I'm glad to see I'm not the only one to have trouble with pool noodles. In my one attempt to cut them I bought three and found I could only cut just above the stick holding them. The draw-cut sounded good in theory, but I mostly failed to pull it off, no pun intended.

I've only cut a couple of milk jugs myself, but it was easy when they were at least partly filled with water. Mostly I cut up juice bottles, which are a tad tougher than milk jugs, and do require a certain level of attention to how I hit with the edge to sucessfully go through. My other favored targets are my aunt's empty kitty litter containers, which are closer to milk jugs than the juice bottles, and cutting them is paractically like cutting through air. In fact, the first time I cut one I thought I had missed until water started pouring out and the top fell off a moment after the cut. Big Grin

To go back to the draw-cutting, is this a no-no when using a standard straight bladed medieval sword? Is it proper technique to slice rather than chop, or did the pragmatic Westerners figure if the blade hit and cut even a little, that was enough to end the fight?
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Artis Aboltins




PostPosted: Sun 24 Jan, 2010 12:00 am    Post subject: Re: Hypothesis of Sword Blows         Reply with quote

Harry J. Fletcher wrote:

While I have discussed katanas I am not making this a katana versus medieval straight bladed sword discussion but merely intend to explore and expound the use of the sword as used in the early medieval period. I have had good natured disagreement with Michael Edelson about this same matter. In combat one wishes to quickly to dispatch one's opponent by any means possible whether by a kick in the groin, a pommel in the face, or merely standing on his foot to prevent him from moving etc. anything goes. Cutting or not a quick succession of blows will have the effect of leaving one's opponent dazed for the killing or crippling blow. These medieval warriors were not conserned with fencing but with bludgeoning their opponent with the sharp edge providing an even more lethal cleaving effect. Granted the blows were "slashing" but they were not thrusting as befits a weapon designed for bludgeoning or cleaving. This is why the tips on these early swords were rounded.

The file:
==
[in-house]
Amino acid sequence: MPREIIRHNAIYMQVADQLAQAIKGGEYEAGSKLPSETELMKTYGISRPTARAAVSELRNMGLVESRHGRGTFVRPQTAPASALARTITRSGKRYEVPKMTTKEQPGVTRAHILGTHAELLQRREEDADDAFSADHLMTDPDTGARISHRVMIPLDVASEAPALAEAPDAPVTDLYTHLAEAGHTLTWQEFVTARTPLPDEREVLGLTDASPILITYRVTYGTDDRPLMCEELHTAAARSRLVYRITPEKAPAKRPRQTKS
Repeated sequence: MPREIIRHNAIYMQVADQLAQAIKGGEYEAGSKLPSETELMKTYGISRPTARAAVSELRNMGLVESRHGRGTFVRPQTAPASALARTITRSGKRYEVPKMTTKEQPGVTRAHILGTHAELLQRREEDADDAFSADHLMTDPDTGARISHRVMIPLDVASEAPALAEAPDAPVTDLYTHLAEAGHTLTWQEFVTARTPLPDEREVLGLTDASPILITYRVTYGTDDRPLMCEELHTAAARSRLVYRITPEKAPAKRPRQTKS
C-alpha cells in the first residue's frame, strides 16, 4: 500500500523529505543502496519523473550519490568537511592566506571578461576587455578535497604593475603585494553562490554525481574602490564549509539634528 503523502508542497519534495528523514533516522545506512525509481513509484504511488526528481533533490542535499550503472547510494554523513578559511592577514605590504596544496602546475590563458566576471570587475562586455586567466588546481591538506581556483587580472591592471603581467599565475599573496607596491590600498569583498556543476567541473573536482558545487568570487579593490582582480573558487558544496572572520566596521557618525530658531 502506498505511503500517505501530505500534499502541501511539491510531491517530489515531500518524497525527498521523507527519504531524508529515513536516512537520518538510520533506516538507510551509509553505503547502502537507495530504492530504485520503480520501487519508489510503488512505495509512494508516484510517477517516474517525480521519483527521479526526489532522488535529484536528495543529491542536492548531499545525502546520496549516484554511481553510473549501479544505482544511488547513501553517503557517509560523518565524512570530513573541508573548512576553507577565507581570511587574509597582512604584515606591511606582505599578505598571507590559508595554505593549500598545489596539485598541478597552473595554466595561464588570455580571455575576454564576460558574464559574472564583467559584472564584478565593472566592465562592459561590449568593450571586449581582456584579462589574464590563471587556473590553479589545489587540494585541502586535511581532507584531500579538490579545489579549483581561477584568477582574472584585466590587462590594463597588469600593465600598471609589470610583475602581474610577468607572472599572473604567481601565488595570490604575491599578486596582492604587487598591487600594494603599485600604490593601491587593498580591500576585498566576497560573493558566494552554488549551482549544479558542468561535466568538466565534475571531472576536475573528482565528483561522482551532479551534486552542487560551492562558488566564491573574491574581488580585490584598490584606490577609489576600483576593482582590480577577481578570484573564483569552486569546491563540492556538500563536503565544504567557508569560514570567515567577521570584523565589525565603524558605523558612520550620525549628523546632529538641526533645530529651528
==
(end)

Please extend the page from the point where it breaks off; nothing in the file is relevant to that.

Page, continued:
Mhm, would you please specify which of early medieval swords had rounded tips? I mean, you only need to look into Jan Petersens "De norske vikingesverd" to clearly see that there are plenty of blades with tips that can easilly be used for thrusting. We can easilly go earlier than that - just take a look at some of the swords from the Vendel period (Valsgarde 8 grave, for example) - their tips are quite well suited for thrusting! I really doubt that warriors of this time would be concerned with "bludgeoning their oponents with sharp edge" withou any concern for fencing - I am quite sure of the oposite, if we judge from the attention that went into creating the weapons, shields and other gear they posess, it is clear that those people where anything but crude barbarians they tend to be described as. Sophistication in one area usually tends to indicate that people are quite sophisticated in other areas as well, and that would probably include warfare as well - it is obvious that the warrior status was highly respected, so would be warrior skills. I can no more imagine warrior king who was laid to rest in Sutton-Hoo crudely whacking at his enemy with intention to bludgeon him with his sword than I can imagine Miamoto Musashi dooing that.
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Aleksei Sosnovski





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PostPosted: Sun 24 Jan, 2010 12:45 am    Post subject:         Reply with quote

Another hand grenade here :-)

I am speaking about cutting swords only here.

I am used to full-force full-contact fighting with steel blunts. And believe me, it is virtually impossible to seriously wound a person wearing a thick gambeson with a blunt sword. And one can be pretty sure that his sword WILL be blunt after he strikes a helmet or a shield boss with it a couple of times (that at least is true for most swords that were of rather poor quality. Of course there were some excellent blades that would probably stay sharp after hitting an iron object, but these were very rare). That is unless you hit an unprotected area, so conclusion No 1: hit placement is more important than proper cutting technique, speed, strength, etc. when one fights against an armored opponent.